We owe Aussie TV guru Mitch McTaggart a debt of gratitude.
He’s taken one for the team and watched every terrible piece of television made this year, all in the name of research for his hilarious end-of-year TV round-up, The Last Year of Television 2021.
“I was doing some calculations and got thinking — every day of television broadcast is actually 30 days of television, because of the number of channels there are, and just the sheer volume of stuff that’s out there every day.
“It’s almost unfathomable — and that’s just Australia. You almost go insane thinking about how much content there is out there.”
Bad reality series (we’re looking at you, Ultimate Tag), suspect Aussie dramas (helloooo Eden) and teary TV tell-alls by actors accused of serious crimes (you can work out who that one is) — it’s all covered.
“I still haven’t watched Mare of Easttown, and I am told that it is sensational,” says McTaggart, who also wrote and produced three TV specials, The Back End of TV, also for SBS.
“I’ve also not got around to watching Succession yet. Like, the whole year has been watching Australian TV for work, and I haven’t had any ‘tune out’ shows.
“It’s all been really quite exhausting.”
But McTaggart’s chronic TV fatigue is our gain.
And after watching his snarky, hilarious, sometimes troubling look back at this year on TV, we feel we owe him a giant “thanks.” He’s been able to articulate so much of what we find askew and not-quite-right about Australian TV.
So the question is — how did he find the time?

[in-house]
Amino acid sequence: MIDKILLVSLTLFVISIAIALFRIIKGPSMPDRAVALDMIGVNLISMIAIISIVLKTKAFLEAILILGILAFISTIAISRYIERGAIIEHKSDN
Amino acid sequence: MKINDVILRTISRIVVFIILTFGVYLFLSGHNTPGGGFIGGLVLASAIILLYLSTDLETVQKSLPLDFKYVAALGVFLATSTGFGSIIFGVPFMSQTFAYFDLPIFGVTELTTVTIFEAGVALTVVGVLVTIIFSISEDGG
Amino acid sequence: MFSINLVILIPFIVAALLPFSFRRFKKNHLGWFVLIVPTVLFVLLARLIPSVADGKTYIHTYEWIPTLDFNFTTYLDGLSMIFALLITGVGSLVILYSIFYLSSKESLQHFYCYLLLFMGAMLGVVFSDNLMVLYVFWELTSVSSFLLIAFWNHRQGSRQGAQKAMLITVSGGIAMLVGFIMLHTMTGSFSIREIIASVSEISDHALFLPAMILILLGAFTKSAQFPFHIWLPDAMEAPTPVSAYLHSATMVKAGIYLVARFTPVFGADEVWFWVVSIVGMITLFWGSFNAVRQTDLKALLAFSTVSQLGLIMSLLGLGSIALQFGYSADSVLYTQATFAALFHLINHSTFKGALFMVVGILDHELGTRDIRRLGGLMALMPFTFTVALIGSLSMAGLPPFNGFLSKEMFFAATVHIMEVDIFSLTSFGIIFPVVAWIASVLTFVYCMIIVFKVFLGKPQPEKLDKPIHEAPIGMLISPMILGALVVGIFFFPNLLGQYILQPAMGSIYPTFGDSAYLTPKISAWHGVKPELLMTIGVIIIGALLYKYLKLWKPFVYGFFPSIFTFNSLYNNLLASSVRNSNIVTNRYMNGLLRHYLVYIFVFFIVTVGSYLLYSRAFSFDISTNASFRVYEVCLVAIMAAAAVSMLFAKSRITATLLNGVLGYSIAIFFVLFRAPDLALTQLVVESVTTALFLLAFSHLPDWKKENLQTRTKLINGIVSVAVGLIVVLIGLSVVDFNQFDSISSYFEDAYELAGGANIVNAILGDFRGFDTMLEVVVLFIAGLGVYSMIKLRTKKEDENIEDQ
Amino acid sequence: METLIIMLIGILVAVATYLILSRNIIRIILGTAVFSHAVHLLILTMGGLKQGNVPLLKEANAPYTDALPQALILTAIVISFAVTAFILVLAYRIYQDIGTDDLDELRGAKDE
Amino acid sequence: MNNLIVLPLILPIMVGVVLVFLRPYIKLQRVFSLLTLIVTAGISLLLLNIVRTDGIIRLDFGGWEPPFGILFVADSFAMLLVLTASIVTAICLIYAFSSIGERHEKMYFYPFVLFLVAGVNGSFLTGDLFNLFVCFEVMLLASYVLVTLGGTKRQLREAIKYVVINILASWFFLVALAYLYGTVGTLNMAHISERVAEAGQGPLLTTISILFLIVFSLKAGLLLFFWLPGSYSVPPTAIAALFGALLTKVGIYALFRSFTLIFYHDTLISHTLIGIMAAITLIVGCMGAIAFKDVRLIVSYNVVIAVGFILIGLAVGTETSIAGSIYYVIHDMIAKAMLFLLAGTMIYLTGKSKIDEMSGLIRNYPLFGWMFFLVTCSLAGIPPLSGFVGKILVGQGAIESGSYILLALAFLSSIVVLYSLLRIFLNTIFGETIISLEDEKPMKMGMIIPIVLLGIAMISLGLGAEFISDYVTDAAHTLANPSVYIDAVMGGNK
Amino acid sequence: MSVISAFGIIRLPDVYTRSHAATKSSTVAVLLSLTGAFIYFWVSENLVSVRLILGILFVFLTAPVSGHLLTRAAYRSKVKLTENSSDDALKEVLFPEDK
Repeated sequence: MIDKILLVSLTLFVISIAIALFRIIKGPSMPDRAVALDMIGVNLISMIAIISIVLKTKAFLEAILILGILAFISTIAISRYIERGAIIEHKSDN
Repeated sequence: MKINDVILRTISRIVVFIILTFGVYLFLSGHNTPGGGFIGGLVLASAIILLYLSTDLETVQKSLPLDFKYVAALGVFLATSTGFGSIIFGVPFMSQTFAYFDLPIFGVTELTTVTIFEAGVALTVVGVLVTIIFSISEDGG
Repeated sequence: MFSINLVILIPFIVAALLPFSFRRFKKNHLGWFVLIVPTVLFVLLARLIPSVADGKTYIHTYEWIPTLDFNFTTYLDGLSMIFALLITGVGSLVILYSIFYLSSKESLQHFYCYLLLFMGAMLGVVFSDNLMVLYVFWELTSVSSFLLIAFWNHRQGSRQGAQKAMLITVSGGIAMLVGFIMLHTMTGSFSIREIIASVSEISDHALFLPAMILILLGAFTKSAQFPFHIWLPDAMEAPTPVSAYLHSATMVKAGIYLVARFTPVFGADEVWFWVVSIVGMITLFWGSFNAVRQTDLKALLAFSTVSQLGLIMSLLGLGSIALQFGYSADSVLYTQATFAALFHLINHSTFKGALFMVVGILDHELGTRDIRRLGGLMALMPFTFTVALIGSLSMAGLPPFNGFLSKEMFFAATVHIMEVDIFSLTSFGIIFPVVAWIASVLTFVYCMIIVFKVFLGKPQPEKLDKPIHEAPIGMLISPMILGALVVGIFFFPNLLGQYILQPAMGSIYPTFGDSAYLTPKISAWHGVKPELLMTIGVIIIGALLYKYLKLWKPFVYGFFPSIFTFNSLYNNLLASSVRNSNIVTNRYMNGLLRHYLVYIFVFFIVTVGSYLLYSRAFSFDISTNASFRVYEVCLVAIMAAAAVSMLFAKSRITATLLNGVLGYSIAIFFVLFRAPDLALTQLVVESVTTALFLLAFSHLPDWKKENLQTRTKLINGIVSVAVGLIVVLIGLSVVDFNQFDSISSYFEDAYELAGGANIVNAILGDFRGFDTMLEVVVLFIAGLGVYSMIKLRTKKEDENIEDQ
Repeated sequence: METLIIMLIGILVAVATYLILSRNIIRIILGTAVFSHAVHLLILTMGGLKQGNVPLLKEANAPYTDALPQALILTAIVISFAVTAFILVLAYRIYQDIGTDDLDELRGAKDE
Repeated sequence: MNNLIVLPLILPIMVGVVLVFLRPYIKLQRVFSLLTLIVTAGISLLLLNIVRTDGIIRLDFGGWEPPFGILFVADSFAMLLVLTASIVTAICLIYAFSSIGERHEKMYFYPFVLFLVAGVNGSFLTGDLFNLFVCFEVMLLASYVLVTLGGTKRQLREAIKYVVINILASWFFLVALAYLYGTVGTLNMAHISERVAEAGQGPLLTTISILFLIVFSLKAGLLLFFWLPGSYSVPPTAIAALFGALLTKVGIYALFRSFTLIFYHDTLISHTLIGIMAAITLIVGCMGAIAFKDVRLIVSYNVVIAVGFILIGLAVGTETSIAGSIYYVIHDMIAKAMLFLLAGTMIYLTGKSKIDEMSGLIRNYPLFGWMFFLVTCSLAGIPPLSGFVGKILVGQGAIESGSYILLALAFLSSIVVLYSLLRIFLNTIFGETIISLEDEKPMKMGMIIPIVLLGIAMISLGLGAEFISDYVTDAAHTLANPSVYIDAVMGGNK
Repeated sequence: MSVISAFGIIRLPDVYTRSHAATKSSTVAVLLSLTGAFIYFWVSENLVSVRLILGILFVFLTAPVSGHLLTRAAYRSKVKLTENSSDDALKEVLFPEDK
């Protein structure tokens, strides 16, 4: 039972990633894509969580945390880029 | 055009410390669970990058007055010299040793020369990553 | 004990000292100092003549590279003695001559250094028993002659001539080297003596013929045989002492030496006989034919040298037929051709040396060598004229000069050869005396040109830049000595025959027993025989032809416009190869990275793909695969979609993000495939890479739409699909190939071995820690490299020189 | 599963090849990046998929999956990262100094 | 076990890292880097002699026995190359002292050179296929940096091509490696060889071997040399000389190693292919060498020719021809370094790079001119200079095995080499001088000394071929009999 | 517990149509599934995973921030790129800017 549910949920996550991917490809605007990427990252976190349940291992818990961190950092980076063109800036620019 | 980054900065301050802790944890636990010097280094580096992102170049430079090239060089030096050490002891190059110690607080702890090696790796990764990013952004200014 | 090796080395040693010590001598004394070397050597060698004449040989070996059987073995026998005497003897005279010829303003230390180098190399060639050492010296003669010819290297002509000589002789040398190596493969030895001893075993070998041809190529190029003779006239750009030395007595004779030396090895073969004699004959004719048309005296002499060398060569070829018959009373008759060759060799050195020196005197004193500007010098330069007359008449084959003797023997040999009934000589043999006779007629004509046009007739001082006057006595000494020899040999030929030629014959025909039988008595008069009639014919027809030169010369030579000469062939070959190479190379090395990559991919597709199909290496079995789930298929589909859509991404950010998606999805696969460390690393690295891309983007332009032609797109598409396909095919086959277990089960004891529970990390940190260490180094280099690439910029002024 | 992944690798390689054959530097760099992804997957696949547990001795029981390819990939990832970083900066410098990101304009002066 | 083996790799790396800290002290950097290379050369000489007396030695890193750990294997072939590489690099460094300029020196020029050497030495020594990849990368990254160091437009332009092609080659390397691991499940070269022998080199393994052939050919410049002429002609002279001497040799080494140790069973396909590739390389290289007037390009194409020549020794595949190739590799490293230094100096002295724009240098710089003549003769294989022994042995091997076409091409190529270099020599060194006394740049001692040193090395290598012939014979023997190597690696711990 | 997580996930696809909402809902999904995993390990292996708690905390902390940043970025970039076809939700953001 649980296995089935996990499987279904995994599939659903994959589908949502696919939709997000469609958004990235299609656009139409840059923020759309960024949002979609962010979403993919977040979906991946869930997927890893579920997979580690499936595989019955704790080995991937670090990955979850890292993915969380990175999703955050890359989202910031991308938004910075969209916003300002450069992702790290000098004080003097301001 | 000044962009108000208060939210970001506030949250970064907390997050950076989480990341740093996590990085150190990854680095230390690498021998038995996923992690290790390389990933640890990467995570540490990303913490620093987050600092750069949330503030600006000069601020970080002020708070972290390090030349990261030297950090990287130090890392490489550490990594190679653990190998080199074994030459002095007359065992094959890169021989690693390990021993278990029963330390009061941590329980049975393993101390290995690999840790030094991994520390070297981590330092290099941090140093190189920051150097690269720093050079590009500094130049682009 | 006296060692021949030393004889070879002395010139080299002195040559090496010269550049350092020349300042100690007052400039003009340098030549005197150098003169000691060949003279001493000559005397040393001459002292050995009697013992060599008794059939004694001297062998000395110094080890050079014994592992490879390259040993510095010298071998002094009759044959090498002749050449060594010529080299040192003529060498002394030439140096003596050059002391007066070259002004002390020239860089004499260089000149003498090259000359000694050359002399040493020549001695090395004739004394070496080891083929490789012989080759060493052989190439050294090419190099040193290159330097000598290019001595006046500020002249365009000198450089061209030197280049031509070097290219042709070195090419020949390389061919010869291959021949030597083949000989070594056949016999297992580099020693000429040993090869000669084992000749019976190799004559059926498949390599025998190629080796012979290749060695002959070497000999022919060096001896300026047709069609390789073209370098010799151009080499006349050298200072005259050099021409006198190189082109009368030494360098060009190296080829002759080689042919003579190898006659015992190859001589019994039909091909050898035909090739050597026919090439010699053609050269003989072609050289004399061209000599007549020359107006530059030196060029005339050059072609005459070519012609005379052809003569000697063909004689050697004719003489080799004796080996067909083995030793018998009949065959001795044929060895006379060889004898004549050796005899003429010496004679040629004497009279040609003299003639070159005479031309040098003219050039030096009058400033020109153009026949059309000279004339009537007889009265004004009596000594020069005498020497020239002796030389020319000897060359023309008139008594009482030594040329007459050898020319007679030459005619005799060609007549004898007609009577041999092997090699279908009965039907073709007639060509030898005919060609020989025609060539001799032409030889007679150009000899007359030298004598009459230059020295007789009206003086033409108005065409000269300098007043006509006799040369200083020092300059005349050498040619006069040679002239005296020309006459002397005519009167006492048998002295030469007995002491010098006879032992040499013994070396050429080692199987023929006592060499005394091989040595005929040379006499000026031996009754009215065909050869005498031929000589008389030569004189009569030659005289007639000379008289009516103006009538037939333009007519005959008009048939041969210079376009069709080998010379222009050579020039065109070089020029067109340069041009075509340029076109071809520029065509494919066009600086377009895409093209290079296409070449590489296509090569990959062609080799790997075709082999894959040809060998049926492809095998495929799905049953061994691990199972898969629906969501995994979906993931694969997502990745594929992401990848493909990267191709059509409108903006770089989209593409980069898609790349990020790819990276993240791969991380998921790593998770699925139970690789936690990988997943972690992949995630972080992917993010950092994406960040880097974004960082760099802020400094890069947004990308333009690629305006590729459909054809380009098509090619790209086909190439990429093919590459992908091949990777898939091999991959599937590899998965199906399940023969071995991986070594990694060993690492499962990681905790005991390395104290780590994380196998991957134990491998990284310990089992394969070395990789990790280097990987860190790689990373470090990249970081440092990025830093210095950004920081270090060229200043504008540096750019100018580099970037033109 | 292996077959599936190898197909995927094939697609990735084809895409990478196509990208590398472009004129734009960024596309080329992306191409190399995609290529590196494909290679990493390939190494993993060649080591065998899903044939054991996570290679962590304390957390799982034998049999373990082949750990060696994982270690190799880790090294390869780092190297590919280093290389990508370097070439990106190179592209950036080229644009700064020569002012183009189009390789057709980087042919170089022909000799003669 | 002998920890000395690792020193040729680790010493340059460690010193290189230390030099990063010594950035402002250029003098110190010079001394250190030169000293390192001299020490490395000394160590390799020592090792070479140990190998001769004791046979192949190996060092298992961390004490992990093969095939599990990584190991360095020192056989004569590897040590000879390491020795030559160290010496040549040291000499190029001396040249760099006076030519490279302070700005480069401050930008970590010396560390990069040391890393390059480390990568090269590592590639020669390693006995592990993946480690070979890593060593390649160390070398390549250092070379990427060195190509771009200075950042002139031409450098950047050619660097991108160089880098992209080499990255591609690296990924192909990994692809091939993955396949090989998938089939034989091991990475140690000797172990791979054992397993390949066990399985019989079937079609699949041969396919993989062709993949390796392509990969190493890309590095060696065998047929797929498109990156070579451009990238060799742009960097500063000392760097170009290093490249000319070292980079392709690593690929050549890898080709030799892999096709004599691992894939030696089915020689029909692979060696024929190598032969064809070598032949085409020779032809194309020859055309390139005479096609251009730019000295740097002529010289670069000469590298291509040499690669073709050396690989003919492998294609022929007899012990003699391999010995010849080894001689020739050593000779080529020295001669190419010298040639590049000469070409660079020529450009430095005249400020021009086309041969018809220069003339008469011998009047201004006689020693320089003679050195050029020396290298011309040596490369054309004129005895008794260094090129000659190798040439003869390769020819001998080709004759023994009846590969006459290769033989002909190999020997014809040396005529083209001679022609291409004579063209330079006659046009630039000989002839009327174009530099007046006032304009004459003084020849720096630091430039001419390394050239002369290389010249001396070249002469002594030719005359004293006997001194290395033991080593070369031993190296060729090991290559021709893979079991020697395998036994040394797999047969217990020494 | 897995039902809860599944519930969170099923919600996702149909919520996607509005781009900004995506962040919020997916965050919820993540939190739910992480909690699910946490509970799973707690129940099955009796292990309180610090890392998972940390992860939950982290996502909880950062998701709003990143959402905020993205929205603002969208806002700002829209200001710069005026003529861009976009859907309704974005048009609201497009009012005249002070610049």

“Lockdown,” he laughs.
“It was mostly just me and my computer, looking through stuff — so much clicking of the mouse! But on those kinds of “bunny hop” clicks you are like, ‘that might be something,’ then you flag it and push to one side.
“The first half of the year was doing all of that stuff.”
McTaggart wrote, edited and produced both The Back Side of TV and The Last Year of Television with only one other person, his creative partner, James Westland, to help him.
“The most heartbreaking thing that kept happening was that you’d watch a whole series of something, or watch a whole bunch of content about specific subjects, then realise it wasn’t worth pursuing,” he says.
McTaggart, who studied, then taught TV and film theory at Deakin University before going on to work in a production house and produce comedy specials for Channel 31 (the first Last Year of TV was actually produced for them, before being sold to SBS), wants everyone to know that he’s not slating Australian TV simply for the sake of it.
“I feel like there is an appetite for this honest criticism,” he explains. “I hope it is all coming from a place of love, because I really do enjoy Australian TV.
“I am very interested in making a show about TV on TV. I think there is a good opportunity for Australian TV to be held to account.
“A lot has gone unchecked sometimes. I am not saying I am the police in any of this, but, essentially there is a gap in the market, and the standard media review stuff, or even satire like The Weekly, The Yearly or Micallef’s Mad as Hell, they have all got an area that they are catering to. No one really bothers with Australian TV, which is fairly . . . disappointing.”
Enter his TV specials, which serve as a kind of companion Media Watch — but with a lot more swearing.
“We were up against Media Watch (with The Back Side of TV) — they were both on at about the same time,” he says.
“I feel like we are more unashamedly cowboyish about (our commentary). It’s more like, ‘Here’s this thing, f… you.’”
And it’s absolutely hilarious.
“That’s the thing, the show is not about pointing out typos and stuff, or here’s a s…ty five second clip that sucks,” he adds.
“Those kinds of shots are easy. And I think that there is so much more to examine.”
The Last Year of Television 2021 screens on New Year’s Day at 8.30pm on SBS VICELAND.